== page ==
From the introductory note to this entry:
According to the life written by Aimoin (PL 139.387–414; BHL 3), Abbo, born in the Orléanais ca. 945, was an oblate at Fleury (Saint-Benoît-sur-Loire) and later studied in Rheims and Paris. He may have been present at the synod of Winchester (ca. 973; see Knowles 1963 p 46 note 3 and the REGULARIS CONCORDIA, ed. Symons and Spath 1984 p 72). He became master of the monastic school at Fleury, but, apparently disappointed by the selection of another to be abbot (Mostert 1986), he ac­cepted an invitation to teach at the recently established abbey of Ram­sey; he remained in England from late 985 to the autumn of 987. He returned to Fleury to become abbot in 988, proving to be an active sup­porter of the Cluniac reform and opposed to the power of the bishops. He was killed at La Réole (Gascony) in 1004. An epitaph survives (MGH PLAC III.344; ICL 5795), and he was venerated as a martyr during the Middle Ages. For further discussion of his life, see Cousin (1954), Mostert (1987 pp 40–64), Engelen (1993 pp 3–4), Schupp (1997 pp xi–xviii), BEASE p 3, and DMA 1.12–13. On the importance of Fleury at this time, see, for example, Pel­le­grin (1984–85). On his influence on DUNSTAN, ÆLFRIC, and BYRHT­FERTH, this last his pupil at Ramsey, see John (1983 pp 300–06) and Baker and Lapidge (EETS SS 15 pp xx–xxiii and xliii–xlv). For further evidence of the cultural traffic between Fleury and English abbeys, see Vezin (1977), Gransden (1995 p 23 note 25), and BEASE pp 187–88.

Setting out Abbo’s works is complicated by several related problems. Some, most notably the Computus, lack critical editions while others remain unedited. Moreover, since some are quite brief yet on related topics, it can be difficult to determine which should stand alone. These problems are further complicated by the differing titles that appear in the manuscripts and thus in the scholarship: the more common, but not all, of these variant titles are listed with cross-references.

The individual entries below begin with two works closely asso­ciated with Abbo’s time in England, the Passio Eadmundi and the Quaestiones grammaticales, and then turn to the Computus that he would have brought with him to Ramsey. Following these entries are sections, with individual entries arranged alphabetically, on his other Mathe­mati­cal and Astronomical Tractates and his Poems. The only letter by him known in Anglo-Saxon England is the one to Dunstan at the beginning of the Passio Eadmundi. While many questions about the chro­nology of Abbo’s works remain (see Evans and Peden 1985 pp 109–10), it appears that during the period of his abbacy his interests shifted from scientific to political matters; these later works, set out by Sharpe (HLW 1–4), are not currently known to have circulated in Anglo-Saxon England. The request of abbot WULFRIC of St Augustine’s (ed. RS 63.409; see Van de Vyver 1935 p 165 note 1) for a verse counterpart to a prose work on Dunstan (B’s Vita Dunstani: see ACTA SANC­TORUM, Dun­sta­nus) may serve as a reminder not only of continued interest in the opus gemi­natum in England, but also of the continued contact between Abbo and the Anglo-Saxons, which could have led to knowledge of his later works.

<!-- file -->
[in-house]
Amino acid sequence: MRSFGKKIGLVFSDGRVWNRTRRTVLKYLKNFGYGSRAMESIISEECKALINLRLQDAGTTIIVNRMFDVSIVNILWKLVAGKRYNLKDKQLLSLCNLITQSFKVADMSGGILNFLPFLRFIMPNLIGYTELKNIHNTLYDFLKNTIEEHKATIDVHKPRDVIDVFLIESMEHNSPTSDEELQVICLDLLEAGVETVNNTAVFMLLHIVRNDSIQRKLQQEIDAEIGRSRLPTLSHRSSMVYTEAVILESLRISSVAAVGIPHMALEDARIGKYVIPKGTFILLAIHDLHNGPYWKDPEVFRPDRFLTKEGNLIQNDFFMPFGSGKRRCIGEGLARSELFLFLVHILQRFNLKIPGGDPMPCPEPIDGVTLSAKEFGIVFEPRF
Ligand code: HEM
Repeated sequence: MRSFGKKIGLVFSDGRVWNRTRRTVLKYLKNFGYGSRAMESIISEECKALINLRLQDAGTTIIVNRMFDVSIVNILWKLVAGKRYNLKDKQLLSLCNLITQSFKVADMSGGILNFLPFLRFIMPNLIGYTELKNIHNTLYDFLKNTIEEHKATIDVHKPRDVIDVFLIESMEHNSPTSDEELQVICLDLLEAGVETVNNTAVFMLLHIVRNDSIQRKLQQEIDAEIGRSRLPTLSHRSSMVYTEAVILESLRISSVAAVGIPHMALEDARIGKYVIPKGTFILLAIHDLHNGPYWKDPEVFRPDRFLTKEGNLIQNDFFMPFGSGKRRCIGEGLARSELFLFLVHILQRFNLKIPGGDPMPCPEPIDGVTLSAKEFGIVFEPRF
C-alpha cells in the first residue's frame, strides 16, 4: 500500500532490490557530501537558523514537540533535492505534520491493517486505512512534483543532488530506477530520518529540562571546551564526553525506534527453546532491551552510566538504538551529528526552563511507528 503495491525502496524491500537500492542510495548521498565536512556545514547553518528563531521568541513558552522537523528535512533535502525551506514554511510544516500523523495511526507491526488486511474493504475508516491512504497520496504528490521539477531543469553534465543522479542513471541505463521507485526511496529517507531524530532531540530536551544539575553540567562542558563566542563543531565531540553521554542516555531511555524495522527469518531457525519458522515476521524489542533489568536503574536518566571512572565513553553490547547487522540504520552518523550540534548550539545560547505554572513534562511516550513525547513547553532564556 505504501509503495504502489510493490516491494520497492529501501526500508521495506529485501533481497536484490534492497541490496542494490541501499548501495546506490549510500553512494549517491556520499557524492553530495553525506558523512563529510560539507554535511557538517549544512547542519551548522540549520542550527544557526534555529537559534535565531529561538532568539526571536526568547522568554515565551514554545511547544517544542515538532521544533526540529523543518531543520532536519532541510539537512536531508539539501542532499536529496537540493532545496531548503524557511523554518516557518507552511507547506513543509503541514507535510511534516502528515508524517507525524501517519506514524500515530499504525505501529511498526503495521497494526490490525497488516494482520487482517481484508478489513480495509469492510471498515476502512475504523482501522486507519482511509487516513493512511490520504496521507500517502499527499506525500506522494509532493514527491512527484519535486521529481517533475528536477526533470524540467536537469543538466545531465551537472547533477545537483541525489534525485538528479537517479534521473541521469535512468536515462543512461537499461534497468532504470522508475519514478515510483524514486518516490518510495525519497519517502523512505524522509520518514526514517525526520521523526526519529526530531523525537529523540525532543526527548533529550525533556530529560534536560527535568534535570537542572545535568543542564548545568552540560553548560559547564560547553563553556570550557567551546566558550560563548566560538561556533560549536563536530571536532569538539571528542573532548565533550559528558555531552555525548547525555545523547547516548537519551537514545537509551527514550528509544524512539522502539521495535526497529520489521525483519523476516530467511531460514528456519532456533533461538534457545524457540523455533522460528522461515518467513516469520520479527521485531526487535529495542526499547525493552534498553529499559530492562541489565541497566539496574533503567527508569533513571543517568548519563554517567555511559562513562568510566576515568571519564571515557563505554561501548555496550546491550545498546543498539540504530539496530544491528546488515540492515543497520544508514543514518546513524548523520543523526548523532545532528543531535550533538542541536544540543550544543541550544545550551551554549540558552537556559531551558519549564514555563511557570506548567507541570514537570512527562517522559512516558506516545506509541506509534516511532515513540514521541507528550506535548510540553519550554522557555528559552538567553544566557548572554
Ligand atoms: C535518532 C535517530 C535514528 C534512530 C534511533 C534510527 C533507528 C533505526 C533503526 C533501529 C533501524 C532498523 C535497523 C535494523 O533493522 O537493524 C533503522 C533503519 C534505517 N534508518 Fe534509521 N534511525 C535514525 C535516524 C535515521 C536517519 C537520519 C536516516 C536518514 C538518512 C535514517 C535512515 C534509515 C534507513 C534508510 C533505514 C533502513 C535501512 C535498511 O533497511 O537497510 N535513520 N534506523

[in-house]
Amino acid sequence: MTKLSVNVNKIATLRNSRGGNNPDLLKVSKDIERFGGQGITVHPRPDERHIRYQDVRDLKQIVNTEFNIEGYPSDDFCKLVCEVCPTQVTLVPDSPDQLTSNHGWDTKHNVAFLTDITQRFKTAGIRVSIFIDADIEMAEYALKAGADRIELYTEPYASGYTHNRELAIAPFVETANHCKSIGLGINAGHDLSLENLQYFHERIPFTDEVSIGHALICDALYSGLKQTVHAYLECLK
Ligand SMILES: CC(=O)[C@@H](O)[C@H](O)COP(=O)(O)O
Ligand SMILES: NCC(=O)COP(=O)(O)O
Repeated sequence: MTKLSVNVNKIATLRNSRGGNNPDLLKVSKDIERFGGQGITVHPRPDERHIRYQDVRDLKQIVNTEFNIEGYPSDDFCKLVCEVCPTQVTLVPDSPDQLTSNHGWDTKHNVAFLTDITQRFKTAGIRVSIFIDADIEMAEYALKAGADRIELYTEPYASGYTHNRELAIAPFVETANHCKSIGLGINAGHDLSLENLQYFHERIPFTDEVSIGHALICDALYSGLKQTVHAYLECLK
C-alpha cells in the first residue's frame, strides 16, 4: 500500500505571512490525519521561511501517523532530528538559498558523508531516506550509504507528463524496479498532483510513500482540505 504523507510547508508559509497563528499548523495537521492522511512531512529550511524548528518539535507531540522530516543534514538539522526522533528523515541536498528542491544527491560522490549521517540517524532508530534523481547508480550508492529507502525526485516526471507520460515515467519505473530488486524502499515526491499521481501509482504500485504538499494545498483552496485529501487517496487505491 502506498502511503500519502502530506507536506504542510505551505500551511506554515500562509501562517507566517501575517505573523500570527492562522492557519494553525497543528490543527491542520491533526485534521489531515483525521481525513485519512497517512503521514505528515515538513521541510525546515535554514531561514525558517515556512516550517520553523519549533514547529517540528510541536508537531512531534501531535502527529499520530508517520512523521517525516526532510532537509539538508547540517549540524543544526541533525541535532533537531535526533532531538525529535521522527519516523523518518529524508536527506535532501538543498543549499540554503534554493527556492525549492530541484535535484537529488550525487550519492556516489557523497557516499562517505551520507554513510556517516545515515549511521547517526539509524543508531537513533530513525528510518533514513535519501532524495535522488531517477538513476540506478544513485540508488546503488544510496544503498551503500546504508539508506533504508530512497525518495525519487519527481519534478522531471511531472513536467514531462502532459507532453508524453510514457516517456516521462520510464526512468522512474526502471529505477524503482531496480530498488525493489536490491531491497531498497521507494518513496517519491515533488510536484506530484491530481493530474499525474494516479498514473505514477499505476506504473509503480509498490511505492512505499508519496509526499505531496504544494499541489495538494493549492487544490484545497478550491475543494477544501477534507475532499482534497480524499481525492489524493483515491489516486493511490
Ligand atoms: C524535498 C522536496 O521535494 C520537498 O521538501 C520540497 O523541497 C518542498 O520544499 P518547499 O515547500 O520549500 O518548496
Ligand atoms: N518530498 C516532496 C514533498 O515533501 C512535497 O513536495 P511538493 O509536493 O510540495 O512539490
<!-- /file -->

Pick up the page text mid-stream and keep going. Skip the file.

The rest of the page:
Finally, since much uncertainty about Abbo’s actual oeuvre—par­ticu­larly his poems and shorter tracts—remains, it seems premature to create a separate section for Pseudo Abbo. There are, therefore, entries here on two poems, In patris natique sui and Terminat Hyginus, that Lapidge and Baker (1997 p 10) consider to be by a follower. An entry on De quinque zonae caeli is also included with other astronomical tracts because Bober (1956–57 pp 67and 93) considers it “Abbonian.” For other works associated with Abbo but not individually catalogued by Sharpe (HLW 1–4), see the introductory remarks to the two sections below.